From the mysticism of Kabbalah, to the soul-centered contempLative practice of Mussar, our collection of Jewish-interest books offers many ways to explore using the tradition's 3,000 years of wisdom for self-transformation.



My Mussar Story by Alan Morinis

Alan Morinis has become a leading contemporary interpreter of the venerable Jewish spiritual tradition of Mussar. He talks about what sent him on the search that led him to discover Mussar, what he found that changed his life, and is now changing the lives of so many others.

Find out more about Alan Morinis here.



Estelle Frankel is a practicing psychotherapist and a seasoned teacher of Jewish mysticism and meditation. She was ordained as a rabbinic pastor and spiritual guide (mashpiah ruchanit) by Rabbi Zalman Schachter-Shalomi and is one of the spiritual leaders of her local Jewish Renewal community. Estelle has taught widely in the United States and in Israel, where she lived for over eight years, and is currently on the core faculty of Chochmat Halev: Wisdom of the Heart Meditation Center. She lives in Berkeley, California, with her husband and two children.

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Climbing Jacob's Ladder by Alan Morinis, pages 138–139

This might sound like a fatalistic attitude, but actually having this sort of trust still doesn’t relieve us of our obligation to act. It doesn’t mean we just sit back and wait to see what God has in store for us, because it is still important that we make an effort—and, in fact, in most instances effort is required, because the Jewish tradition prohibits reliance on miracles. It’s a bit of a paradox, because everything is decreed from on high, and yet we still have free will and an obligation to act on our own behalf. The rabbis don’t resolve this paradox, they just affirm the truth of both propositions. Rabbi Akiva puts it succinctly: “Everything is foreseen, yet freedom of choice is given.”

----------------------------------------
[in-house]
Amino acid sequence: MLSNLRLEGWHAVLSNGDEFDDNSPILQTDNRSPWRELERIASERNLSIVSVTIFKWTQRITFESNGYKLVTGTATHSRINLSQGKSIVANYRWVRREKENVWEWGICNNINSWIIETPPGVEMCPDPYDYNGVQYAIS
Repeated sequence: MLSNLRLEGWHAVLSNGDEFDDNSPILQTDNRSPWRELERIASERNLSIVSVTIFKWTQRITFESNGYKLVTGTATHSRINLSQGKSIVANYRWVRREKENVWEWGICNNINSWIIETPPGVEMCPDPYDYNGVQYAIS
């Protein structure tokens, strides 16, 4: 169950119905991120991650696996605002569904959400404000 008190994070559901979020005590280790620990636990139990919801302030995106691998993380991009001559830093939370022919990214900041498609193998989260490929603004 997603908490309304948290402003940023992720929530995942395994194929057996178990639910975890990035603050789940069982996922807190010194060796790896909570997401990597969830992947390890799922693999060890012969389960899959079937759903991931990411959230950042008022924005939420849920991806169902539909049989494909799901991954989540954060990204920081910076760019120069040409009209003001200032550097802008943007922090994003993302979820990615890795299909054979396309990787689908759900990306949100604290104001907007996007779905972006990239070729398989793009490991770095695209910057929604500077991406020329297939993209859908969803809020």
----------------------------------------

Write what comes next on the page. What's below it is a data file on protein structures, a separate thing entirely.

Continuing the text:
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A kabbalah (plural, kabbalot) is a small act you take on to facilitate growth in a particular soul trait. For example, if you are working on generosity, a classic kabbalah is to give a small amount of money as many times as possible during the day to build the generosity muscle. A kabbalah needs to be small, measurable, and easily achievable.
It has two purposes—to create a positive habit through regular repetition, and to bring unconscious resistance regarding a certain middah into conscious awareness. The word kabbalah comes from the Hebrew root for “accept/receive”; one “accepts” a kabbalah upon oneself.

—David Jaffe, Changing the World from the Inside Out: A Jewish Approach to Personal and Social Change, page 108

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